Tuesday 13 September 2011

To the Edge of the Sea Book Review

Latest book review by Bill Robertson for the Saskatoon Star Phoenix

To the Edge of the Sea a blend of fiction, Canadiana

Regina writer's debut uses fiction, real life

Regina writer Anne McDonald leans on memories of her childhood summers on Prince Edward Island in her first novel, To the Edge of the Sea. In it, she makes fiction of the actual lives of people both close to, and not at all associated with, the negotiations in Charlottetown, Quebec City and Kingston to forge a confederation of what would become the provinces of Canada.
Reggie, the eldest son, loathes life on the sea, is made physically ill by it, and wants to be a farmer. He defies his father, already bereft of a son, and joins his farmer uncles as they gather to march in defiance of their landlords who bleed off their profits. Here are politics at a local and even violent level.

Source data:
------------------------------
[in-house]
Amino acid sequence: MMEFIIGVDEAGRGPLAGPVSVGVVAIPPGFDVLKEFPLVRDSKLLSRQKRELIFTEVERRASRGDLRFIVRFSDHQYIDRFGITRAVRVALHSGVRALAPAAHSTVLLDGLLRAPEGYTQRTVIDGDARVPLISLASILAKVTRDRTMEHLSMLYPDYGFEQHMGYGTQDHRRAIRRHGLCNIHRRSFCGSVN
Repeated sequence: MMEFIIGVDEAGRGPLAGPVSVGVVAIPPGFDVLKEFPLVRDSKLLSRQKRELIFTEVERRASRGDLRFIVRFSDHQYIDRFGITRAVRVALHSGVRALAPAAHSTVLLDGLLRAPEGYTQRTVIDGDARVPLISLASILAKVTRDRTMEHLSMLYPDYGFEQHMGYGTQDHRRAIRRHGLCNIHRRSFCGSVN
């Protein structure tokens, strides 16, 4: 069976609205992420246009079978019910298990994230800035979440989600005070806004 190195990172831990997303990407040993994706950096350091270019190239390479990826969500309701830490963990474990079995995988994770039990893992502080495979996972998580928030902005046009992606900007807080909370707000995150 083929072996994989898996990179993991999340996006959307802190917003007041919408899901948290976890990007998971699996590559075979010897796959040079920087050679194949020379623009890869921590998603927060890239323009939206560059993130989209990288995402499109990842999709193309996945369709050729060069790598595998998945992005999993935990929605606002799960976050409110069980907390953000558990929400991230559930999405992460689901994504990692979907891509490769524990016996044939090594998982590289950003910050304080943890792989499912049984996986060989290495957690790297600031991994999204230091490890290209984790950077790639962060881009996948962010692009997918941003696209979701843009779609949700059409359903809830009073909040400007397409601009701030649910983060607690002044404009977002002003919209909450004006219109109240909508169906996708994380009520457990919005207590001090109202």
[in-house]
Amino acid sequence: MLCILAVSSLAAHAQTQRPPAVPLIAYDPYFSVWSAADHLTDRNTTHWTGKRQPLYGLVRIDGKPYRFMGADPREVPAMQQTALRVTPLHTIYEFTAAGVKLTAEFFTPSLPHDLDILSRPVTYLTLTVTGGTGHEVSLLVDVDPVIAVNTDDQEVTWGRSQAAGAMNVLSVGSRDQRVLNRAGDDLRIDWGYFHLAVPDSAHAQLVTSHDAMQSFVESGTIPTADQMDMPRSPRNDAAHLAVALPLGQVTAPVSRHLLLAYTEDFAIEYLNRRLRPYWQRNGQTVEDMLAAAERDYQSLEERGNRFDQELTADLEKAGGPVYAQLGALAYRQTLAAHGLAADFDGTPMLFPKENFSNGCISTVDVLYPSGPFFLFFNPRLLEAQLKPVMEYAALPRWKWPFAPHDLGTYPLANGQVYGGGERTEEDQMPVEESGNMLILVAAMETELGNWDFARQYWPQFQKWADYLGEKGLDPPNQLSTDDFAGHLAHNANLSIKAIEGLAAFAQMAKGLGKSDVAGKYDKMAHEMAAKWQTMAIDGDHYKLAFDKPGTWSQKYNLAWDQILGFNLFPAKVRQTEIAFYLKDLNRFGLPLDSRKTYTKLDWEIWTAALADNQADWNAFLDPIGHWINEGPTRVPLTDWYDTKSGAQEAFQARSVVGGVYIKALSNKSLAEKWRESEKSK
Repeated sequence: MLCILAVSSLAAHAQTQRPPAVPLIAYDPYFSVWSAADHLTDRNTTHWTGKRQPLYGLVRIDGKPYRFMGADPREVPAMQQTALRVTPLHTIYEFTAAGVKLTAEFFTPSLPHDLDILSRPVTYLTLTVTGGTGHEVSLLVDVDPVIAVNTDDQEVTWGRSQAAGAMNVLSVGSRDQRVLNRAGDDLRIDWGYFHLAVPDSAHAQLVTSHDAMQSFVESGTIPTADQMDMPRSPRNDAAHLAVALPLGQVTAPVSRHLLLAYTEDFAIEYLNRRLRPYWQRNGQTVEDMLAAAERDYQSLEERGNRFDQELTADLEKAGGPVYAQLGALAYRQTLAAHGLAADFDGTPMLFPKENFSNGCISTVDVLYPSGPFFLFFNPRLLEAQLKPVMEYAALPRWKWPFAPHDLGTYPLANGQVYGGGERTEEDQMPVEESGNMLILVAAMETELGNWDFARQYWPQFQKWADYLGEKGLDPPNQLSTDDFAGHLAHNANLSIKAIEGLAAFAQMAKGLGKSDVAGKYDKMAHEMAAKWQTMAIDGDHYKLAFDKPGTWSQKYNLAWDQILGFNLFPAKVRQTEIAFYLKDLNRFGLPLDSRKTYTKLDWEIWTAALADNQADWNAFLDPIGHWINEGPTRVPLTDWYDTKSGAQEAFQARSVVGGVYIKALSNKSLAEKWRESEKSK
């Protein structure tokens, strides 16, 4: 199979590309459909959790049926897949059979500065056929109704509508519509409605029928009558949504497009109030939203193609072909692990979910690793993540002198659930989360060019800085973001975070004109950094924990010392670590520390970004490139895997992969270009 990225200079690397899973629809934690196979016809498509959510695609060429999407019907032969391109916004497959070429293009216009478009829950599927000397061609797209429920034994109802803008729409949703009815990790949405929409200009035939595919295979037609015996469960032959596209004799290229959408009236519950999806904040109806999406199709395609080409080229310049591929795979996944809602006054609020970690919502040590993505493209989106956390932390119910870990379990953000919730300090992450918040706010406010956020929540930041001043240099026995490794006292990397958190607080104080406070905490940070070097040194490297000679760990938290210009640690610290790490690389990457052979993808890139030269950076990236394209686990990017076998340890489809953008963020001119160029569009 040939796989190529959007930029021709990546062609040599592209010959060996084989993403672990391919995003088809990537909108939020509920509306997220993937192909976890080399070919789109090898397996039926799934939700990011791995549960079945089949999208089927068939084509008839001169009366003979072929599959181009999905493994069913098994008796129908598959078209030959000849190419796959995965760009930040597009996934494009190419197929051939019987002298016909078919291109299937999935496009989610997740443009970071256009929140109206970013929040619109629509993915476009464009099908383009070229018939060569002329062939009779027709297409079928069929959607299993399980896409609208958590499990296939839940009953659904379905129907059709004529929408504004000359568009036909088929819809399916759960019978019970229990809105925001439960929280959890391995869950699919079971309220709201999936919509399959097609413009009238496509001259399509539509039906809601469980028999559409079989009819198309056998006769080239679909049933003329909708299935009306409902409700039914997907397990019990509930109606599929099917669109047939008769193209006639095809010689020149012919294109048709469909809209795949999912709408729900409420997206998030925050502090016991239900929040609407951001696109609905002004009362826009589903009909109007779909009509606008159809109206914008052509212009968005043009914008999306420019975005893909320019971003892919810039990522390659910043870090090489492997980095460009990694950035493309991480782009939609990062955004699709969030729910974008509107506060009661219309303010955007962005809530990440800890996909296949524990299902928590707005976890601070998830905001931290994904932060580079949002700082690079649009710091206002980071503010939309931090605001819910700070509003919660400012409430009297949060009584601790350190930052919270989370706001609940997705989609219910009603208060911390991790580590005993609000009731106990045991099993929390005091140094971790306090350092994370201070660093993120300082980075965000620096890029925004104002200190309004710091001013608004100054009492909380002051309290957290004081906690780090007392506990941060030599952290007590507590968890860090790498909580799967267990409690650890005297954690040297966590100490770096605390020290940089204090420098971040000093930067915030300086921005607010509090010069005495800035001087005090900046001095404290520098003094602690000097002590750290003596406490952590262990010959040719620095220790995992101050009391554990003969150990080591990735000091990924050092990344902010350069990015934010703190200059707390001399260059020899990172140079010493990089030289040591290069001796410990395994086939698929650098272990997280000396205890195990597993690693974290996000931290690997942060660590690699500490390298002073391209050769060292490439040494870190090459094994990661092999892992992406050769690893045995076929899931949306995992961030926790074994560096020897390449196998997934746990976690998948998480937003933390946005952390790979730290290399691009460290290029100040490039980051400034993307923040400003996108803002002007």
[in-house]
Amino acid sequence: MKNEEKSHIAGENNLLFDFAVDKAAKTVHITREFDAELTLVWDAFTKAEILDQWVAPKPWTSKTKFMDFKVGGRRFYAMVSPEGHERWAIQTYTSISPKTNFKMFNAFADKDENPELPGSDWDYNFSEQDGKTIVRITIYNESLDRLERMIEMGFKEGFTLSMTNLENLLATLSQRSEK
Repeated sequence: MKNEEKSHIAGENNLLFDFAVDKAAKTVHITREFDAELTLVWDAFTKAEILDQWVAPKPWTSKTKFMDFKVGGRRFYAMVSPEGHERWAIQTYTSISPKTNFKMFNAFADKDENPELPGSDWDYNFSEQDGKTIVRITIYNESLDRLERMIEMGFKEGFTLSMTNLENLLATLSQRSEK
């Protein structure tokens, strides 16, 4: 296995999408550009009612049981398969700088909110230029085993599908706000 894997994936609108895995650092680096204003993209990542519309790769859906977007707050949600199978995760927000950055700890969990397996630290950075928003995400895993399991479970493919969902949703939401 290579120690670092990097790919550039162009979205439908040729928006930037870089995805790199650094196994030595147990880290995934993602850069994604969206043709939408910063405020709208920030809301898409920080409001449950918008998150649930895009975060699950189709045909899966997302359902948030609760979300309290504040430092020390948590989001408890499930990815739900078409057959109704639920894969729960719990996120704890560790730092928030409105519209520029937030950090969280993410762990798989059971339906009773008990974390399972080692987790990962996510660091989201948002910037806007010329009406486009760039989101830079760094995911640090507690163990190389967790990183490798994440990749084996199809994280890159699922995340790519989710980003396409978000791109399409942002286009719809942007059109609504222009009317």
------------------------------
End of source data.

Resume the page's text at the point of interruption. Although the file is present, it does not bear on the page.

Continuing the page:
[McDonald's] strength lies in imagining three young people with vastly different ambitions at a crucial time in Canada's history. And that history is nearly incidental to all their desires. What excites McDonald, and what she conveys, is the sensual excitement these people feel when they touch something they love.

She may be falling in love, but it's the rain falling on Mercy's bare head one night as she marches with the people that thrills her. Reggie loves the feel of the red Prince Edward Island earth and Alex loves the feel of air, how he can train himself to move through it, even lean against it. Whatever their politics - national, local or family - these are elemental people and McDonald has found what they're made of and what they need to hold to.
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